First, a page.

However, owners of Bitcoin could be happy. Bitcoin owners who owned BTC at the block height at that time received Bitcoin Cash at a ratio of 1:1. Bitcoin Cash was thus created practically out of nothing and put into the wallets of Bitcoin owners. Everyone with a private key on the Bitcoin blockchain received a mirrored private key on the Bitcoin cash blockchain.

    As a result, the total market capitalisation of the crypto currency market rose sharply. Bitcoin Cash started at around USD 500 and reached an all-time high of more than USD 4,000 per BCH in December 2017. Thereafter, the price fell sharply in the context of the bear market of 2018. You can find the current BCH price in our Bitcoin Cash price chart.

    Arguments pros and cons of a blocksize increase

    The “Small-Blocker” / Bitcoin

    The advocates of the 1 MB blocksize have good arguments to show. Thus, Gregory Maxwell, developer at Blockstream, said that Bitcoin will not be safe in the long run if the block size is increased. If all or a large part of all 21 million BTCs are minined, the miners must be paid via the transaction fees. If the blocksize is then too large, the supply of blocksize could exceed demand. As a result, the transaction fees would be too low to pay for the miners. After all, Miner would leave the Bitcoin network and security would be compromised.

    Another powerful argument for a small block size is that the Bitcoin network could no longer function in a meaningful decentralized manner. The advocates of the small blocksize therefore argue that the financial prerequisites for the operation of a node must remain as low as possible.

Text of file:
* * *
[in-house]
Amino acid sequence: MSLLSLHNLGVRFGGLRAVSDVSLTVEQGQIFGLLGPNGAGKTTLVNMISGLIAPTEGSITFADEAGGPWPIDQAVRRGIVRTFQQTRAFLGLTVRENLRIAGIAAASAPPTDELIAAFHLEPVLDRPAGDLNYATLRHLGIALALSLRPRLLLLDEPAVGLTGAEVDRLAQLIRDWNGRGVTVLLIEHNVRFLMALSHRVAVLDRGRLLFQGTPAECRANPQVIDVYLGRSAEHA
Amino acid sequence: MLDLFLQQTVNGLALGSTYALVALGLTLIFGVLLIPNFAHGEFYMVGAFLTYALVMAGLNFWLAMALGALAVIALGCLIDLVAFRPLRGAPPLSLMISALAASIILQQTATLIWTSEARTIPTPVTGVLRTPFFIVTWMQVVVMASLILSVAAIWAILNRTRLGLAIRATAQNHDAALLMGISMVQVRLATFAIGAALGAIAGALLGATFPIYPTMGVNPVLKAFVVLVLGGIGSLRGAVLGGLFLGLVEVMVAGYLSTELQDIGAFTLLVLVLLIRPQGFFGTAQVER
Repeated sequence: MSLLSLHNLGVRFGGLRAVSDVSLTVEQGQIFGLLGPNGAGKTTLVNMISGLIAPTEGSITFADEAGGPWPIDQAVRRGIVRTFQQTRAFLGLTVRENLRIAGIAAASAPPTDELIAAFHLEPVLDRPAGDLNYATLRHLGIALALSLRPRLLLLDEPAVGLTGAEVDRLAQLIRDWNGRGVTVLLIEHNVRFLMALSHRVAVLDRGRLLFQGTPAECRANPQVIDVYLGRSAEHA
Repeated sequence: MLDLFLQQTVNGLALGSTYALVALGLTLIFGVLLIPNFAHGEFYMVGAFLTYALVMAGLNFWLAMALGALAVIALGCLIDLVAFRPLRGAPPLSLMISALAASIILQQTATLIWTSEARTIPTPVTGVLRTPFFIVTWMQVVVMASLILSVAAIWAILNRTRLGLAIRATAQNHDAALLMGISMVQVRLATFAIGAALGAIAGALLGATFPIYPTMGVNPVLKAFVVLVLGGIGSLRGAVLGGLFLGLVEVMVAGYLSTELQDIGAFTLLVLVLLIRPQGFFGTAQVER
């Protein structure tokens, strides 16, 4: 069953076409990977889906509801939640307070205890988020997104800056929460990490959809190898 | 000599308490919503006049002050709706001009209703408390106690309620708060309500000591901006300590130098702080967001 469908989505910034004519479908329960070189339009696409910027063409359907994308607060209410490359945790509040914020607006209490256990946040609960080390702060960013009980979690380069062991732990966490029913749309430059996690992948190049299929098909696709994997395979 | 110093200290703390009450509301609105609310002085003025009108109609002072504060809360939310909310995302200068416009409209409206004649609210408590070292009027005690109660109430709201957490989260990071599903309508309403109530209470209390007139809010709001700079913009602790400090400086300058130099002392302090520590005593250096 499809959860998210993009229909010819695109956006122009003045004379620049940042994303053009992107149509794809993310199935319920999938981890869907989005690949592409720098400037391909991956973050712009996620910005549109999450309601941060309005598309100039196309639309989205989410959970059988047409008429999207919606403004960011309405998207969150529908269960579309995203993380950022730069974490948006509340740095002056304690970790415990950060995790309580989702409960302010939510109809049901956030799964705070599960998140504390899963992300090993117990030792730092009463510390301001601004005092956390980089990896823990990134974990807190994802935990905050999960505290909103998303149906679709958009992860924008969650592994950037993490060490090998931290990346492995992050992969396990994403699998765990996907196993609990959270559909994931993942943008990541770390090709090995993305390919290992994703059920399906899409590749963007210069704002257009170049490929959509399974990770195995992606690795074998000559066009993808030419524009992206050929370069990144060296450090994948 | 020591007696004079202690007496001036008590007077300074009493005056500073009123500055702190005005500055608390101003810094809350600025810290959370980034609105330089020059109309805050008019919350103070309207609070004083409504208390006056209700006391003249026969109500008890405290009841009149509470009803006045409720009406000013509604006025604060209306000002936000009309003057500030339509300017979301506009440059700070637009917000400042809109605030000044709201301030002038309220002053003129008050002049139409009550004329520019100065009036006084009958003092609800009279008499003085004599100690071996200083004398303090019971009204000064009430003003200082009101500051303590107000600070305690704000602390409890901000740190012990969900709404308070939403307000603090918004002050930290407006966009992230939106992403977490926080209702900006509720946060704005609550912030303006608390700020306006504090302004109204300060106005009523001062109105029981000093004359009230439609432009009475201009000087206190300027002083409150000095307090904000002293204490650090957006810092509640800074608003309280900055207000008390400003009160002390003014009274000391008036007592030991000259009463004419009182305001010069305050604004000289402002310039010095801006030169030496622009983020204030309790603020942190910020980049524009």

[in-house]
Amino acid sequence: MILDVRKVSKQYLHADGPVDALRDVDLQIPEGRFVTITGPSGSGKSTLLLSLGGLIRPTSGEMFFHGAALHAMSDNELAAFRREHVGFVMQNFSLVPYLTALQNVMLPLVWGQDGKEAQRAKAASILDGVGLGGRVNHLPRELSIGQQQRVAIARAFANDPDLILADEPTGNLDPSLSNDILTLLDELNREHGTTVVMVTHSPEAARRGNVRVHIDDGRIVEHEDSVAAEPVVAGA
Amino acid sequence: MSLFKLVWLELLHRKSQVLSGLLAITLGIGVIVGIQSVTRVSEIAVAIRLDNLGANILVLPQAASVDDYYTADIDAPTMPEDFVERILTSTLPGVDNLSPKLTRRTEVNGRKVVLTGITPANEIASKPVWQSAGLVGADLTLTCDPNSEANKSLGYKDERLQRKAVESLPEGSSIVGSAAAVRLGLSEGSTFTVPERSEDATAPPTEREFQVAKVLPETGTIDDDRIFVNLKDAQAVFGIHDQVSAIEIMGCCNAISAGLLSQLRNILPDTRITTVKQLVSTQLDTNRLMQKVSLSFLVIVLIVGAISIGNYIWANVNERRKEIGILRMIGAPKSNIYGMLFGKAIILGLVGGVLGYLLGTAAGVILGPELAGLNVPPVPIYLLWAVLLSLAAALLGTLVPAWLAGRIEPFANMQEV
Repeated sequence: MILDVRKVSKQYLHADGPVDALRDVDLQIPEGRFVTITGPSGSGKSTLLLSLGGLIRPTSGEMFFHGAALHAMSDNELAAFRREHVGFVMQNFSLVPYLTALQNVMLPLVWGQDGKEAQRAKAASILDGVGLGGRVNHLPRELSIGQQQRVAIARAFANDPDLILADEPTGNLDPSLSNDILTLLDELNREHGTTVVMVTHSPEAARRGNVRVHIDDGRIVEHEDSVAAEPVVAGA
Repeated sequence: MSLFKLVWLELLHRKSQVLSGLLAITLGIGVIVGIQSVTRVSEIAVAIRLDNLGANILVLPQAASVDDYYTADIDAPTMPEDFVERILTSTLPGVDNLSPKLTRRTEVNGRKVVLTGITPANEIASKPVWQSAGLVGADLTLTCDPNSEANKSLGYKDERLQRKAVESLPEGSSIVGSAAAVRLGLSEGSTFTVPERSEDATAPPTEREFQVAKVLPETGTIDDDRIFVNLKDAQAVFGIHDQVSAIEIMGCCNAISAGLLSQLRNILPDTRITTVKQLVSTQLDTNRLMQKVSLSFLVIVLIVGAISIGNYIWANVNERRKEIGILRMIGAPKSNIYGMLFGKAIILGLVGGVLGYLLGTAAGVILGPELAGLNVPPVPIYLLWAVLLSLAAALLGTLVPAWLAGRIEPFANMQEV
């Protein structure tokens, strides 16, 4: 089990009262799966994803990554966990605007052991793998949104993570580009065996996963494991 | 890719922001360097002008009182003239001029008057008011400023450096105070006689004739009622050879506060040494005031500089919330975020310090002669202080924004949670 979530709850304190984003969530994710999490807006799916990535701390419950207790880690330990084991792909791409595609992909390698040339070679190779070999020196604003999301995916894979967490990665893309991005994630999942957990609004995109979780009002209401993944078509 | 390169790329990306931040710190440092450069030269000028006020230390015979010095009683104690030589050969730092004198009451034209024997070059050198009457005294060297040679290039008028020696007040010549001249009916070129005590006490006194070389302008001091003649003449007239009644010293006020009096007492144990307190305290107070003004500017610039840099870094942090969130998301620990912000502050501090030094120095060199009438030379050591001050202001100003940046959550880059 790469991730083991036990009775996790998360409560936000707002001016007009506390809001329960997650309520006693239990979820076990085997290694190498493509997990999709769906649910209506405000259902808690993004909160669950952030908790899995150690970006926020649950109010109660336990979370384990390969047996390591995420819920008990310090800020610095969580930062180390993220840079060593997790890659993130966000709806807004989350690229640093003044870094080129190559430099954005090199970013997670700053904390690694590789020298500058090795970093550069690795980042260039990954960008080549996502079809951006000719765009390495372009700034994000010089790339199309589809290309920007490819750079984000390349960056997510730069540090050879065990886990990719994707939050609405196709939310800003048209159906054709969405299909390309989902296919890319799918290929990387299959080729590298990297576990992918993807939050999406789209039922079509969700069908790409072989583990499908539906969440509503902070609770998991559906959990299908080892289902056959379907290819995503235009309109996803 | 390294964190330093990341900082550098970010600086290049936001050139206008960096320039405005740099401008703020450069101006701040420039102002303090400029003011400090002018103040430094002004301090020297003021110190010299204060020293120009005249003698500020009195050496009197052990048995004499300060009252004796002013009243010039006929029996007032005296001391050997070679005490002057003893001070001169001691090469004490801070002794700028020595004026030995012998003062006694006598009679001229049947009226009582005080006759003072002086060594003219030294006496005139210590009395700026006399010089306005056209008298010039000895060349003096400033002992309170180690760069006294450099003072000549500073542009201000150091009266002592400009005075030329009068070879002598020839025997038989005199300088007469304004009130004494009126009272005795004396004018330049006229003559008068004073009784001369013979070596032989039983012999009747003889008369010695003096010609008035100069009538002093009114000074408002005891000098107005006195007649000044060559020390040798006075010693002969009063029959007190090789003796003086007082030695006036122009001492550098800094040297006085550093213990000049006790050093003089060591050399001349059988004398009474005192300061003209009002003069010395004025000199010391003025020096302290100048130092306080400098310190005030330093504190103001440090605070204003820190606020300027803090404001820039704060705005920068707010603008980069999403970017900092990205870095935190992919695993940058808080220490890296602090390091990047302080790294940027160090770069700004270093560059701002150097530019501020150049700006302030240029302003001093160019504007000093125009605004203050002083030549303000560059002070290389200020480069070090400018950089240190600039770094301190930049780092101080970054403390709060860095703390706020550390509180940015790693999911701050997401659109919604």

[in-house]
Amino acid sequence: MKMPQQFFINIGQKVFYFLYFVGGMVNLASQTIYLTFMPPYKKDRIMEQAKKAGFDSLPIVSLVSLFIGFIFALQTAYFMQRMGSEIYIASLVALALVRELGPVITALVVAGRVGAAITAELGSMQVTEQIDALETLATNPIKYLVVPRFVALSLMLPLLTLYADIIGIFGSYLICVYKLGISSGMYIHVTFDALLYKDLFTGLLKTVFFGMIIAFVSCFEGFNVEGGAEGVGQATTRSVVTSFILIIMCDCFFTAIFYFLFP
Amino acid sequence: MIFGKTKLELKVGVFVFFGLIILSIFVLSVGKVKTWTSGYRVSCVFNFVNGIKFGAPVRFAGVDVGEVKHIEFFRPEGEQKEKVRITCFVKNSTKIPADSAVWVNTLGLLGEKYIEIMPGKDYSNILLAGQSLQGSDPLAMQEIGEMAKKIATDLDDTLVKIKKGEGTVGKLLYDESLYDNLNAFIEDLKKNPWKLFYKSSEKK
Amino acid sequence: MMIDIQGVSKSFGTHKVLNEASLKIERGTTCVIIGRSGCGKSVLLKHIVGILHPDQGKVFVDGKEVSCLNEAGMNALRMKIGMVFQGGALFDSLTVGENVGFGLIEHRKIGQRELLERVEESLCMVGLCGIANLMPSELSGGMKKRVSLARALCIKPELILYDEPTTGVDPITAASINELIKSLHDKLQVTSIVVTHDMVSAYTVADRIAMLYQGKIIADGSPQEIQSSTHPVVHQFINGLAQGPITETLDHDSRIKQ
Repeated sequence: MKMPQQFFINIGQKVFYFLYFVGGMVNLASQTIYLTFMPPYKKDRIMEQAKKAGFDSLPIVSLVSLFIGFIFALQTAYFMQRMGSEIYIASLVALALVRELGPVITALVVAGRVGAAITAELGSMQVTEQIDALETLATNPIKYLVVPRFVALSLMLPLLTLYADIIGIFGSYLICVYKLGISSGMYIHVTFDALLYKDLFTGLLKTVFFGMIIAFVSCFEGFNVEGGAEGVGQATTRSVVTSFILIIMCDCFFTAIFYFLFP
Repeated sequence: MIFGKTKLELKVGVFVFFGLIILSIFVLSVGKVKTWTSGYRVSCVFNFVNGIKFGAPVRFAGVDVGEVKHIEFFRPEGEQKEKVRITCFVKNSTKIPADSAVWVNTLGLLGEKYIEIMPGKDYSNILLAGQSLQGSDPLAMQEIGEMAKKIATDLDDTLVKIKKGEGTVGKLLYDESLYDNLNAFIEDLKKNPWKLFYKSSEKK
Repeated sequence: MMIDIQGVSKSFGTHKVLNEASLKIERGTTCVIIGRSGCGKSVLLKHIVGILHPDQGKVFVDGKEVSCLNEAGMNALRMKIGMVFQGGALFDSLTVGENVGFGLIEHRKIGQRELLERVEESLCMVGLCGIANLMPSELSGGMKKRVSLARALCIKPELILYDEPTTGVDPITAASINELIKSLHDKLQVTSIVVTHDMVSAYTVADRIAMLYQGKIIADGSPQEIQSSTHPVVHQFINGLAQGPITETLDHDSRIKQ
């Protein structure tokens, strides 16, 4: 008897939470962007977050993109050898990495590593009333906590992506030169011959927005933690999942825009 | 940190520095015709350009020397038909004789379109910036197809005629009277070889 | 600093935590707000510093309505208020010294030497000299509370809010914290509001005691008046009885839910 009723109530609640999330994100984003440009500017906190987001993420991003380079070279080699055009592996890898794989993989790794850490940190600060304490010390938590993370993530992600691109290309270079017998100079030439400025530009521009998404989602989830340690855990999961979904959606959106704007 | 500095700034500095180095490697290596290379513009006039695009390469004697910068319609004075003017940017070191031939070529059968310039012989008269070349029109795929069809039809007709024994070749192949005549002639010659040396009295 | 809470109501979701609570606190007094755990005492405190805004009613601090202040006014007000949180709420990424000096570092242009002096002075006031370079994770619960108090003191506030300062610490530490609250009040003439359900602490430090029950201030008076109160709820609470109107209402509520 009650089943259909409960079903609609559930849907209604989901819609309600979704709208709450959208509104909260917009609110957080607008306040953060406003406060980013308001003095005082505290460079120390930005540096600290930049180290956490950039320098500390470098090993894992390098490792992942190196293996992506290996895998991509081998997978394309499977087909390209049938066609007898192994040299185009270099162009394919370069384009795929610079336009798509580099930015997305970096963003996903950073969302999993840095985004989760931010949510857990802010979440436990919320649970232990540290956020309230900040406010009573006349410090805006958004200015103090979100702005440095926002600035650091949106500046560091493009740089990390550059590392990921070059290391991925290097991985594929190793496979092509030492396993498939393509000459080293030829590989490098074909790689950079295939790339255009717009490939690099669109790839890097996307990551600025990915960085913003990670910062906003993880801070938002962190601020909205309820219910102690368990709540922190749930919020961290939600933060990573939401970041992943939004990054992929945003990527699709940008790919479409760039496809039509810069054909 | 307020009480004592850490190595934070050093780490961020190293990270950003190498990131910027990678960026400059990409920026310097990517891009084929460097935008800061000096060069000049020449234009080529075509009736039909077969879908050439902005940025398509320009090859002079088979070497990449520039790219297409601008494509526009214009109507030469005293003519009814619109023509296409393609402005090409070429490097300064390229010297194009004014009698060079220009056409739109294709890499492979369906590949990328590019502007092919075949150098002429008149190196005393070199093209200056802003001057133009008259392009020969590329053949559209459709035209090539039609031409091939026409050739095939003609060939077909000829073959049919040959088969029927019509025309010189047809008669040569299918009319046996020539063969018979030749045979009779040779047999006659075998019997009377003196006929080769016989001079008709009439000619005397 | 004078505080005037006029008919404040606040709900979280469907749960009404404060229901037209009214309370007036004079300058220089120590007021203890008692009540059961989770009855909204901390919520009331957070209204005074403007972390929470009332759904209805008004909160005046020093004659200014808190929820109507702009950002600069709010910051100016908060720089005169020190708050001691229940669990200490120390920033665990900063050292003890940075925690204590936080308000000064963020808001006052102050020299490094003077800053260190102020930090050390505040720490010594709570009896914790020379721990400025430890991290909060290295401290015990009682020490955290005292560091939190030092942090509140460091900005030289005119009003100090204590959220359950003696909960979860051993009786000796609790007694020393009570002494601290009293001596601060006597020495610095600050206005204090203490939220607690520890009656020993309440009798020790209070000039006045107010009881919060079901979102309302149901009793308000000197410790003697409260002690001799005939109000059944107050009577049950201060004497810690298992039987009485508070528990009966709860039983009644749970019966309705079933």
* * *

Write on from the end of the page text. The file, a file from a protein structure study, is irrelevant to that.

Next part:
The “Big Blockers” / Bitcoin Cash

    Bitcoin Cash proponents argue that the one MB blocksize limit is not enough to implement a currency reform as Satoshi Nakamoto promoted in the Bitcoin white paper. Satoshi described Bitcoin as money for all people. Currently, however, Bitcoin is more of an investment – digital gold – than a means of payment.

    Since each block in the Bitcoin Cash blockchain is 8 MB in size (instead of 1 MB for Bitcoin), BCH currently has significant speed advantages over Bitcoin and is also much cheaper, since the larger space in a block tends to mean lower transaction fees.

    Bitcoin Cash proponents also believe that full nodes should be operated by companies (not individuals), such as stock exchanges, specialist mining companies and other stakeholders with a direct financial interest in the network running safely. Everyday users should only use Lightweight Clients to manage their assets


    Bitcoin Cash defines itself on its website as follows: “Bitcoin Cash is Peer-to-Peer-Electronic Cash for the Internet. It’s completely decentralized, without a central bank and without a trusted third party.” The emphasis is clearly on the phrase “peer-to-peer electronic cash”. Here, Bitcoin Cash currently still has an advantage in terms of transaction fees and speed. However, it remains to be seen how long this advantage will last, as the Bitcoin Lightning network has already reached the beta test phase (status: October 2018).


    Jake Simmons was the former founder and managing partner at CNF. He has been a crypto enthusiast since 2016, and since hearing about Bitcoin and blockchain technology, he has been involved with the subject every day. Prior to Crypto News Flash, Jake studied computer science and worked for 2 years for a startup in the blockchain sector. Business Email: Phone: +49 160 92211628